Piwik is, of course, an open source project. It means that you can use it free of charge, modify it in any way you wish and even contribute to the overall development. But Piwik also has a commercial side to it. It’s called Piwik PRO and it offers cloud-based services related to Piwik, most notably the storage of all the data and taking care of all the technical aspects of using Piwik. It’s also employed to help implement Piwik in large organizations, including both technical aspects as well as training workers and more. From the interview below you can learn a lot more about Piwik PRO, including why it is Polish enough to get featured on Bitspiration.

Web Analytics Reports - Data stays in your control

How does Piwik work?

While with Piwik PRO you can use the software as a cloud-based service, effectively ridding yourself of some technical dilemmas, Piwik is primarily installed on a user’s own server. You should be familiar with the requirements, which include PHP version 5.3.2. or greater, MySQL version 4.1 or greater and the appropriate PHP/MySQL extensions. The installation process is fairly easy. In case of any doubts, you can watch the official four-minute video, which promises a five-minute installation. If you use a CMS, run an online shop, a forum or use certain frameworks, you can integrate Piwik with it. Currently more than 65 technologies are supported. For instance, the installation of a WordPress plugin allows you to add a Piwik stats site to your WordPress dashboard. There are a lot of installation and optimization options. You can find all of them on Piwik’s official website.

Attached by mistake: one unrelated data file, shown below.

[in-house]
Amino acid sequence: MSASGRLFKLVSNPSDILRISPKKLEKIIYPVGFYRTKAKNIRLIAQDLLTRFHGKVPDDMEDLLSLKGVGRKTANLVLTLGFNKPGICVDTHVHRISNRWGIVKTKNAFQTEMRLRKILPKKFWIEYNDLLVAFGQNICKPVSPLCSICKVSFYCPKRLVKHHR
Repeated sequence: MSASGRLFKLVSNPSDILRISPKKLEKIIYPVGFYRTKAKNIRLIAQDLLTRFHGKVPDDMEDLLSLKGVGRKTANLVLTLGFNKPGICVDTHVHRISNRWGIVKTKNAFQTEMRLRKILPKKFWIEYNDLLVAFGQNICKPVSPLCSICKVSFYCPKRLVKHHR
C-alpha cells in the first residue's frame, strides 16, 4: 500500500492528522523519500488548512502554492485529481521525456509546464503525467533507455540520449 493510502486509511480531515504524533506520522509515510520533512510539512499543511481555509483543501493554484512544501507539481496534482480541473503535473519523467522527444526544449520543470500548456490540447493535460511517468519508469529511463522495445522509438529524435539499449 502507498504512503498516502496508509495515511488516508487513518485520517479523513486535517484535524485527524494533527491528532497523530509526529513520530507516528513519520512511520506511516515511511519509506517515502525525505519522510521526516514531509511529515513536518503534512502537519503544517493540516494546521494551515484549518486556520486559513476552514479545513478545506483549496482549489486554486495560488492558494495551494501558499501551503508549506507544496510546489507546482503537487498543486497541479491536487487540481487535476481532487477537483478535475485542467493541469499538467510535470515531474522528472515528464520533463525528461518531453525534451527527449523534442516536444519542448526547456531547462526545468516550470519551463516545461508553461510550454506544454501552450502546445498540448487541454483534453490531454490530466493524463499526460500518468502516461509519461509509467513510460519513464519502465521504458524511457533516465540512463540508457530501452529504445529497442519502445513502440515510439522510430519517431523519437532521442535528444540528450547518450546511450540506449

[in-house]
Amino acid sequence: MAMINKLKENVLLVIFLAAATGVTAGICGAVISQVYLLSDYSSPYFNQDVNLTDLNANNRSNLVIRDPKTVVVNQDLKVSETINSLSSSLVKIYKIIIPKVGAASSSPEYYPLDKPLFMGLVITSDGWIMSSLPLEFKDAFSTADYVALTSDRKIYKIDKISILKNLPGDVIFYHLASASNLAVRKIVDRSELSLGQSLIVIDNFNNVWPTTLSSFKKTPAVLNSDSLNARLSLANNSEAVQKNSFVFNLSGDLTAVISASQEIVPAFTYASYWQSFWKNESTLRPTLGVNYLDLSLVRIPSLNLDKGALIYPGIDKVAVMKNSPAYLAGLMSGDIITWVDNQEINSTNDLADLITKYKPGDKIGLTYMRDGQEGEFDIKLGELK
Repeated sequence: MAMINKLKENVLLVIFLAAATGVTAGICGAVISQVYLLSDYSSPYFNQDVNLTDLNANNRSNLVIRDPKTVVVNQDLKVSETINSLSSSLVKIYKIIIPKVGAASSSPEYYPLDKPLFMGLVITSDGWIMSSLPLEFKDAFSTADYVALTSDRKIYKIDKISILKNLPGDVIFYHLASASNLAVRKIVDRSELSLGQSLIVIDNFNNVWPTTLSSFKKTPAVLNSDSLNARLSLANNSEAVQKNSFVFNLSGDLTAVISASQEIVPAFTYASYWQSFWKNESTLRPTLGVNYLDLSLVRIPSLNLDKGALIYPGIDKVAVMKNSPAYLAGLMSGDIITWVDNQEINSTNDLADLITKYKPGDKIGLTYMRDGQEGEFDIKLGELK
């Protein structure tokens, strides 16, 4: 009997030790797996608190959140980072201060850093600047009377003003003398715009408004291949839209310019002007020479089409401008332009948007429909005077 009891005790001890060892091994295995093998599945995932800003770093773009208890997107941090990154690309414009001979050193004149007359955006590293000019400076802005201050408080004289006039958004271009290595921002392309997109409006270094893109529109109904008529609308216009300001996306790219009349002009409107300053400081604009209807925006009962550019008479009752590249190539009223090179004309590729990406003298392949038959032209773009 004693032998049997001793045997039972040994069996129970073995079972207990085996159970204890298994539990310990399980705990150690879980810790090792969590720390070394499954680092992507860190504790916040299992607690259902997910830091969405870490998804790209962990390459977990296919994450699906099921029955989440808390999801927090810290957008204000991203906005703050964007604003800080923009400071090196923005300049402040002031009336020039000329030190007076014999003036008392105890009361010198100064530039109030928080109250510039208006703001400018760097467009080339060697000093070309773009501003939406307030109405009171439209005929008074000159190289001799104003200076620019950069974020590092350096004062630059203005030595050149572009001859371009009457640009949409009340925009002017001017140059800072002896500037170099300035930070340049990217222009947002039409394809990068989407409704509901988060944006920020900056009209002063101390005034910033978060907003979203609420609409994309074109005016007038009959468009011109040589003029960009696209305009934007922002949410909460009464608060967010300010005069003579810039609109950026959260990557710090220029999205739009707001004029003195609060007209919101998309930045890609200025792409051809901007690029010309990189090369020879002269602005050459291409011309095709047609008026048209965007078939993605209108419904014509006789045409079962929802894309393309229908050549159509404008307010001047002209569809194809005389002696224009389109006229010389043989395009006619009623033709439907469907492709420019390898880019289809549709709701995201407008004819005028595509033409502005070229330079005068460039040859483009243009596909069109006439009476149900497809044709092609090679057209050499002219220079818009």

At the end of the five-minute installation Piwik presents you with a Javascript tracking tag. This tag needs to be copied and pasted on every page of your website/websites you want Piwik to analyze. During the installation you don’t have to wonder how Piwik works or looks like. Piwik.org provides you with a demo site where you get to see all of its out-of-the-box features. These include:

• Visits-over-time graph, which provides you with detailed information on the number of day-to-day visits
• Keyword chart, which show the words and phrases visitors use in search engines to find and enter your website
• Visitor location map, which provides you with information on the physical location of your visitors on the world map
• Visitor browser chart, which tells you which browsers are used to navigate the website
• Referrer websites chart, which tells you how visitors found your website. You can find out whether most visitors arrive via a search engine, social media, a direct link, through a marketing campaign or from another website.
• Visitors in real time chart, a widget that provides you with information on your visitors’ actions, updated every 10 seconds

That’s hardly even scratching the surface of the sea of possibilities Piwik gives you. You can add and remove widgets and drag and drop them to suit your needs, as there are plenty of widgets to choose from and you can use them to create as many dashboards as you want.

Transitions Feature lets you Visualize Traffic via a Page - Site Search internal keywords

How do you benefit from Piwik?

OK, so you’re interested in using a web analytics tool, but why Piwik? There are a few good reasons:

• With Piwik, you are in control. The data you track is inside your server’s database and you can access it easily via Piwik APIs
• Your visitors’ behavior on your website is not shared with advertising companies – you don’t have to send data to anyone. It’s a big plus both for you and your visitors, who don’t have to be worried that their actions will be used to enhance advertising campaigns
• It has just about all the features other web analytics software offers, plus a bunch of unique ones, such as Ecommerce Analytics, Visitor Profile reporting, Real Time Visitor Maps as well as a Mobile App that allows you to see your stats from anywhere.
• You can propose your own additions and watch the roadmap to be instantly informed about new features/updates
• Piwik is real-time, you decide how often the numbers are run